A woman was rescued Monday morning after being trapped in the elevator at an Upper East Side townhouse since Friday. Marites Fortaliza, 53, is now recovering from the ordeal in New Jersey, and she instructed a neighbor to tell reporters that she has no plans to sue the family who own the townhouse: "She says she has no intention to sue her boss,” the neighbor told the Daily News. "She says they treat her very good. She says she's still with her sister and will be back in a week."

Fortaliza told officials she became trapped inside the elevator between the second and third floors of the one-family townhouse on East 65th Street between Madison Avenue and Park Avenue sometime Friday night. Fortaliza has worked as a housekeeper for the owner, billionaire investor and conservative political donor Warren Stephens, for almost 20 years. She was alone inside the townhouse when she got stuck, and the family was away all weekend.

Fortaliza was stuck in the elevator—which the Post says is "a roughly 3-foot by 4-foot metal box"—for at least 60 hours until a courier tried to make a delivery Monday morning. That courier contacted the family, and Stephens’s adult daughter swung by to check things out, discovering the stuck elevator and calling 911. One law-enforcement source told the Post, "who knows how long it would have been before somebody came home and found her."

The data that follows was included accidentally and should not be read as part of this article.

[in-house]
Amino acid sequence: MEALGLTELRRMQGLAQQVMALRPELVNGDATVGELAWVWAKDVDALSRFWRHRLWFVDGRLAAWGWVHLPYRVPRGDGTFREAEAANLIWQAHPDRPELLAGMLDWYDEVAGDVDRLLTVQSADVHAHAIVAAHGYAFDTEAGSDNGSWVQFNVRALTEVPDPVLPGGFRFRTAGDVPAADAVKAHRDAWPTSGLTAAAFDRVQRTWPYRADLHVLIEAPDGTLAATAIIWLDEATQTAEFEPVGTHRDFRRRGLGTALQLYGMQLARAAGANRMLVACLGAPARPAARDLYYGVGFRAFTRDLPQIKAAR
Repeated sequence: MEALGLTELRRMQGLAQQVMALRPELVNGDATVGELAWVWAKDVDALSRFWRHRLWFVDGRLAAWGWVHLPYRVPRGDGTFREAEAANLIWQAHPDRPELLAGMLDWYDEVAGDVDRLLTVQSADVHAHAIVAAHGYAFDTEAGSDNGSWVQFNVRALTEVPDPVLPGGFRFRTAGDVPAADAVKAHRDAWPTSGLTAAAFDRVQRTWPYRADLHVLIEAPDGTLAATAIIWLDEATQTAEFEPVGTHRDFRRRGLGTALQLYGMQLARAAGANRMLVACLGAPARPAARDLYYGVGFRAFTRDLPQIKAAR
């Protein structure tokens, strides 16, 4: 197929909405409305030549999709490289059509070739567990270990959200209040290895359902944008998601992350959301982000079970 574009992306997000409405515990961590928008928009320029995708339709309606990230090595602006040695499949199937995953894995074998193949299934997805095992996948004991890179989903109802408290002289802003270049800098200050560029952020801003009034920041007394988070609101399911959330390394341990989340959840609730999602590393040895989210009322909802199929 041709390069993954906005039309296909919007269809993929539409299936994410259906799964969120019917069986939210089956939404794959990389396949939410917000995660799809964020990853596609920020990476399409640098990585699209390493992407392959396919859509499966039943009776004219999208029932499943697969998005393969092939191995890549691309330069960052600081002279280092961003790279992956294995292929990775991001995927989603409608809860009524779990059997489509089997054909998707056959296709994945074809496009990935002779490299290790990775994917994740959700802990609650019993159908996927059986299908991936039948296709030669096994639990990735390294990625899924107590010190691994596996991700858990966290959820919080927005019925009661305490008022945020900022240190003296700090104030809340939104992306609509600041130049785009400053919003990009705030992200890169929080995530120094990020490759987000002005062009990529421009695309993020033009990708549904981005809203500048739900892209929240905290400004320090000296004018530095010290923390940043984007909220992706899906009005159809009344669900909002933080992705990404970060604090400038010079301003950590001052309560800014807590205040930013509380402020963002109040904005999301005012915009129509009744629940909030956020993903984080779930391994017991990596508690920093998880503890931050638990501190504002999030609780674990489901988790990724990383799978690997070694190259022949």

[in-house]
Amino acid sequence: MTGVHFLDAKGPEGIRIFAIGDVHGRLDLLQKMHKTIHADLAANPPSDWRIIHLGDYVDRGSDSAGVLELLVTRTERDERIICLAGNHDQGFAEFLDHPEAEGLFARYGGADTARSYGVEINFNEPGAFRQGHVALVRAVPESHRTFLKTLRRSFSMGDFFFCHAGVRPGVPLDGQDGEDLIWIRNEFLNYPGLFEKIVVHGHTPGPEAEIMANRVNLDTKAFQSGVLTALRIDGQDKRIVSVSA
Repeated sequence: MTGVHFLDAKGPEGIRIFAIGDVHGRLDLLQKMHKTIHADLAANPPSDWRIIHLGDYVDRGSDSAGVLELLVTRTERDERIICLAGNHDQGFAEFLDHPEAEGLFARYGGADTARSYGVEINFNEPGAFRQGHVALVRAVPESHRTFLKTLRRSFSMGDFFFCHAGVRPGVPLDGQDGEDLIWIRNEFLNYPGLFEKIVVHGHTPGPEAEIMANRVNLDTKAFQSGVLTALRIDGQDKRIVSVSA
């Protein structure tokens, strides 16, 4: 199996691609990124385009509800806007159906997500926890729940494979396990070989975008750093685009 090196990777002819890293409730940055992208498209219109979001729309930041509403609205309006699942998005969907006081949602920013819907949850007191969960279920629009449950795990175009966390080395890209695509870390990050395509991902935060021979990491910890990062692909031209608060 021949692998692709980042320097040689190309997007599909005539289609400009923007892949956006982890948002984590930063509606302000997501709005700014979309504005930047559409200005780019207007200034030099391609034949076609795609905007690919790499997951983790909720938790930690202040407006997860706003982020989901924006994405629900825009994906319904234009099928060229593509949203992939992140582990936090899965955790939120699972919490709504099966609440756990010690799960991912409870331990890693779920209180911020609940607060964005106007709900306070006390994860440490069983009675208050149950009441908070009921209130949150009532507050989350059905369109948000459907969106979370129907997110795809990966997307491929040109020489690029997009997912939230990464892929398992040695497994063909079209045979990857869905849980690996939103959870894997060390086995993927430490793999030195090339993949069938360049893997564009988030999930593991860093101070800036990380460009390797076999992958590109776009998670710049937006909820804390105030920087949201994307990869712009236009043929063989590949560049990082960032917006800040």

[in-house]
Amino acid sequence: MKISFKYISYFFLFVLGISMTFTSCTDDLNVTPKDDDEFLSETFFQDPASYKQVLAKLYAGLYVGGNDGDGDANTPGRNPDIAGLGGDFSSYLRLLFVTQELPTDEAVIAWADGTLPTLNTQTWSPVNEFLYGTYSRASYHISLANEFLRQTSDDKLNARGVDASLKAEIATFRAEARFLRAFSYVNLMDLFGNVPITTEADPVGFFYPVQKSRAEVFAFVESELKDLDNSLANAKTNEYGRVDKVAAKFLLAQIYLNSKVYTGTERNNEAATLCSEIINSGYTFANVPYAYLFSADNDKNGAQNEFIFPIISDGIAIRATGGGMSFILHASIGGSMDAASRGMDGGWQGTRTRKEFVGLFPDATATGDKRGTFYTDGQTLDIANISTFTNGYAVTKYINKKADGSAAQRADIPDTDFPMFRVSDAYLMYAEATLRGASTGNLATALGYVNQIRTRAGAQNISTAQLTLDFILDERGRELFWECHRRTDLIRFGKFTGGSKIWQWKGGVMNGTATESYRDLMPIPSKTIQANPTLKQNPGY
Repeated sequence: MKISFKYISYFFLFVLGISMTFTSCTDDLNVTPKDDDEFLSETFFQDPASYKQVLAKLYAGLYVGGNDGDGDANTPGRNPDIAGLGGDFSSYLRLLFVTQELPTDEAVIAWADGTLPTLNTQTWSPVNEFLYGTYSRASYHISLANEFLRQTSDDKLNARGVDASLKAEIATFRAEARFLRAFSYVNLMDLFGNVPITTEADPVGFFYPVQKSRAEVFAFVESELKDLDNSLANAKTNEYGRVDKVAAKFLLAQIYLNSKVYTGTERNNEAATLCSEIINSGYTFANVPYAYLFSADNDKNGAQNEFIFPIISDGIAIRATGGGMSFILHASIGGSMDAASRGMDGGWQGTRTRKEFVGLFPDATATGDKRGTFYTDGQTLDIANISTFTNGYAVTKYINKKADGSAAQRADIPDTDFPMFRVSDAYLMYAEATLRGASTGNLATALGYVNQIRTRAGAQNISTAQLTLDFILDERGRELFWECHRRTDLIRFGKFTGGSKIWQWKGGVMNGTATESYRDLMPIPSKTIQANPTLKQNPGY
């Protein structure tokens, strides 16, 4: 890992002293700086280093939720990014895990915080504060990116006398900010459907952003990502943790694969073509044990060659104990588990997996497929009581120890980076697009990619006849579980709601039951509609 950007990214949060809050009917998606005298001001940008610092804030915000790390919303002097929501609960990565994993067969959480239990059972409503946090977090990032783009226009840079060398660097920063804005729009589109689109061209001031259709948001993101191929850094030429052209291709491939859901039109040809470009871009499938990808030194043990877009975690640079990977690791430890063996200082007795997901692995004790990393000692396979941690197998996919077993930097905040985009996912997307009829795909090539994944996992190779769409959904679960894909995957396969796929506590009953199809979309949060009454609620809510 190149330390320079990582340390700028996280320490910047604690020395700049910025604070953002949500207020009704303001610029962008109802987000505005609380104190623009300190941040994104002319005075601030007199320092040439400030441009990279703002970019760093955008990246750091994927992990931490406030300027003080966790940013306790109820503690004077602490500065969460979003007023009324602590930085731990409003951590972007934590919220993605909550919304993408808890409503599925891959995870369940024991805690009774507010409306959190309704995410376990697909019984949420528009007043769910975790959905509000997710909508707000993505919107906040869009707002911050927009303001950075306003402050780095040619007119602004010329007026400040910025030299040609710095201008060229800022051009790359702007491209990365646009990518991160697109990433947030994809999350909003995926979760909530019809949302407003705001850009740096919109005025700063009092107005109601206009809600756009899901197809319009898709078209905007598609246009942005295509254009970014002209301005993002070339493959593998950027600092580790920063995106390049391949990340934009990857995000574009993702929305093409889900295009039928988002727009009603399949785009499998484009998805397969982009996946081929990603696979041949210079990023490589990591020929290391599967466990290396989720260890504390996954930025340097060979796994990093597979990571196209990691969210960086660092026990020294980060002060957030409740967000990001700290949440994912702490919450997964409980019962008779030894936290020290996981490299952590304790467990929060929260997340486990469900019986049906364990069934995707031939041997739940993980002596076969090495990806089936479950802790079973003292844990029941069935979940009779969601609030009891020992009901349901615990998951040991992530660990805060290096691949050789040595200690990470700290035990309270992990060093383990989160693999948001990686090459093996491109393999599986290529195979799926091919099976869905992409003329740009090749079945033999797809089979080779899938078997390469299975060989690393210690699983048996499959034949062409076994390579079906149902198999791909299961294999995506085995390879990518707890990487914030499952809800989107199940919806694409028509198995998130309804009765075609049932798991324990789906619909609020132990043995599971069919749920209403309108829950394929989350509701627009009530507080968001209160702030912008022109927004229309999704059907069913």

The Stephens family released a statement about what happened: “The employee involved has been a valued member of the Stephens extended family for 18 years. The Stephens family is relieved that she is doing well in the hospital. A Stephens family member accompanied her to the hospital this morning and remains at her side. The cause of this unfortunate incident is being investigated, and appropriate measures will be taken to ensure that something like this never happens again."

Stephens bought the home in 1999 for $8 million. The elevator had most recently been inspected in July and no violations were filed. But the townhouse has previously been hit with a violation from the city for failing to maintain the elevator in 2008.

DOB inspector Devon Simmons told the Times he did not know whether the elevator had a phone or emergency button in it (buildings that aren't continuously monitored by guards/doormen are required to have buttons or phones in their elevators). The Department of Buildings has now issued a violation to Stephens for this weekend's incident.

While most non-sociopathic people offered an outpouring of sympathy for what happened to Fortaliza, NY1 found one tough guy who had this to say about her predicament: "Humans can last well over 72 hours without water and food, so what she went through isn't anywhere close to the limits of human endurance, but it's just beyond what we're used to be because we're just so civilized, we've lost touch with our true strength."

A lot of people had understandably strong feelings about what he said: